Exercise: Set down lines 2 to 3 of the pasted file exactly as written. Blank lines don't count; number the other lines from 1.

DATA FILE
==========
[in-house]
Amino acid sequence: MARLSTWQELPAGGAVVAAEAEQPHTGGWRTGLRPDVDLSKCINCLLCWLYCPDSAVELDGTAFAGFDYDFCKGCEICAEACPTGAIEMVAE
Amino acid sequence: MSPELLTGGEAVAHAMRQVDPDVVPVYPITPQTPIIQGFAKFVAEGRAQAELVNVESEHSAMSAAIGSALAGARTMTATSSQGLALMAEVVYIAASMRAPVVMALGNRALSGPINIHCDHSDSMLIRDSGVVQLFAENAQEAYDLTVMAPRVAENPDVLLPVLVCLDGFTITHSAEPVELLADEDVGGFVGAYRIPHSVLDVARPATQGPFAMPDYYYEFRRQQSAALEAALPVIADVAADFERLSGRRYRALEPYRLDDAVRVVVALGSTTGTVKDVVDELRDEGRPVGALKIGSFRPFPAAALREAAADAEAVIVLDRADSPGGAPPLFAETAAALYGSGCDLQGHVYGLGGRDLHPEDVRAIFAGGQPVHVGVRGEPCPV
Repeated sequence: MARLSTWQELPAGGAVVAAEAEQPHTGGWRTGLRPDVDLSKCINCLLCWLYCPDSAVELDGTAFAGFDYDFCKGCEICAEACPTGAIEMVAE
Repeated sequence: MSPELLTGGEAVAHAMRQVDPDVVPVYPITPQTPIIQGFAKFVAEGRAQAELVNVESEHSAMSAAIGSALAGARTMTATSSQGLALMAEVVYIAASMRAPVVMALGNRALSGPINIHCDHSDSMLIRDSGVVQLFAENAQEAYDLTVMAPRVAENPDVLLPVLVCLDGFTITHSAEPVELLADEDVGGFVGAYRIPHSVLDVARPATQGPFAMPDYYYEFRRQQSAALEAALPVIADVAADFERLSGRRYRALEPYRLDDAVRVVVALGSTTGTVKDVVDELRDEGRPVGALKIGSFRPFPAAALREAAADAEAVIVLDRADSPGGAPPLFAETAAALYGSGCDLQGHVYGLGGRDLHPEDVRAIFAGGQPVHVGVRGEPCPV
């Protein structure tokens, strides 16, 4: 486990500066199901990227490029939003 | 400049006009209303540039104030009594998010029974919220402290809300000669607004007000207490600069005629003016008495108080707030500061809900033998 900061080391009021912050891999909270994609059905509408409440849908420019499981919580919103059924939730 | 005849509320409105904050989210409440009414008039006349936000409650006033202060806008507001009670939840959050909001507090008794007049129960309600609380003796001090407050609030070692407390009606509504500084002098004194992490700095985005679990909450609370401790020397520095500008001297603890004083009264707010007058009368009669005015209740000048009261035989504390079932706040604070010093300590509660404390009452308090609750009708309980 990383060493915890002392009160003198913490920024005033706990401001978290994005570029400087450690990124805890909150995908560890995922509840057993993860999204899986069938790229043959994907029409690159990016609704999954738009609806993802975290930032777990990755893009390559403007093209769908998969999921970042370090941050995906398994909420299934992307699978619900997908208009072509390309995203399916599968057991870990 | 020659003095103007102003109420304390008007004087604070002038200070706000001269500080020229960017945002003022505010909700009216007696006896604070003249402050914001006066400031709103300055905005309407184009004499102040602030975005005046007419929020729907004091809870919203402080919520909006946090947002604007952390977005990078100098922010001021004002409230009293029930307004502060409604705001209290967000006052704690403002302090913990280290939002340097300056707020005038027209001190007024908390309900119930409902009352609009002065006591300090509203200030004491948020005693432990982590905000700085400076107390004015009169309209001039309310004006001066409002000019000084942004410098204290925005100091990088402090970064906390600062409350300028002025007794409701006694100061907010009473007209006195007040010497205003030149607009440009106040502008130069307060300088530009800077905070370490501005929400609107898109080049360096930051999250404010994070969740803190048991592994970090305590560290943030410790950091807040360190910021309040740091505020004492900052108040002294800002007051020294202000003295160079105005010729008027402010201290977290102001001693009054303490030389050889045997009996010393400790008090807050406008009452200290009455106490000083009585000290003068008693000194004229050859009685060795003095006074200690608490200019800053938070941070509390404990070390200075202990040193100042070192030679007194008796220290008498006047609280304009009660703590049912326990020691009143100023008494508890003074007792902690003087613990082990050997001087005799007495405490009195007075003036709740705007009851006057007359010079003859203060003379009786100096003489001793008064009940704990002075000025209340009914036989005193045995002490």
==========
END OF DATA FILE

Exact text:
Amino acid sequence: MARLSTWQELPAGGAVVAAEAEQPHTGGWRTGLRPDVDLSKCINCLLCWLYCPDSAVELDGTAFAGFDYDFCKGCEICAEACPTGAIEMVAE
Amino acid sequence: MSPELLTGGEAVAHAMRQVDPDVVPVYPITPQTPIIQGFAKFVAEGRAQAELVNVESEHSAMSAAIGSALAGARTMTATSSQGLALMAEVVYIAASMRAPVVMALGNRALSGPINIHCDHSDSMLIRDSGVVQLFAENAQEAYDLTVMAPRVAENPDVLLPVLVCLDGFTITHSAEPVELLADEDVGGFVGAYRIPHSVLDVARPATQGPFAMPDYYYEFRRQQSAALEAALPVIADVAADFERLSGRRYRALEPYRLDDAVRVVVALGSTTGTVKDVVDELRDEGRPVGALKIGSFRPFPAAALREAAADAEAVIVLDRADSPGGAPPLFAETAAALYGSGCDLQGHVYGLGGRDLHPEDVRAIFAGGQPVHVGVRGEPCPV